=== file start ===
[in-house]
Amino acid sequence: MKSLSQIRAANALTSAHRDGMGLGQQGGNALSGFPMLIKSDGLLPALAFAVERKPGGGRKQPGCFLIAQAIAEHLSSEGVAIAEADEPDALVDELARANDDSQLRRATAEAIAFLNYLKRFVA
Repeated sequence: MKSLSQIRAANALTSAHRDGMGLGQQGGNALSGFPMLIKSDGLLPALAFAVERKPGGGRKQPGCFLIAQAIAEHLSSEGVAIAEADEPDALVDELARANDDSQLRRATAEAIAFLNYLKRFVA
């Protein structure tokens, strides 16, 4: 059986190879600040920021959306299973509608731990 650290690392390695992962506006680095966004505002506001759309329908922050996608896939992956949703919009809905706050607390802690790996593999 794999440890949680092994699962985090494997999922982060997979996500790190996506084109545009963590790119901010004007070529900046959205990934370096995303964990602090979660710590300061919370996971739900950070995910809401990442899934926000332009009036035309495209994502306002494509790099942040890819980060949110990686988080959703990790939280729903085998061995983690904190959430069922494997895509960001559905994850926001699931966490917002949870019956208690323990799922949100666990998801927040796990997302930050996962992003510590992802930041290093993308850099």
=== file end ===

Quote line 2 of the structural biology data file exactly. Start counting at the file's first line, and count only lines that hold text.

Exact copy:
Amino acid sequence: MKSLSQIRAANALTSAHRDGMGLGQQGGNALSGFPMLIKSDGLLPALAFAVERKPGGGRKQPGCFLIAQAIAEHLSSEGVAIAEADEPDALVDELARANDDSQLRRATAEAIAFLNYLKRFVA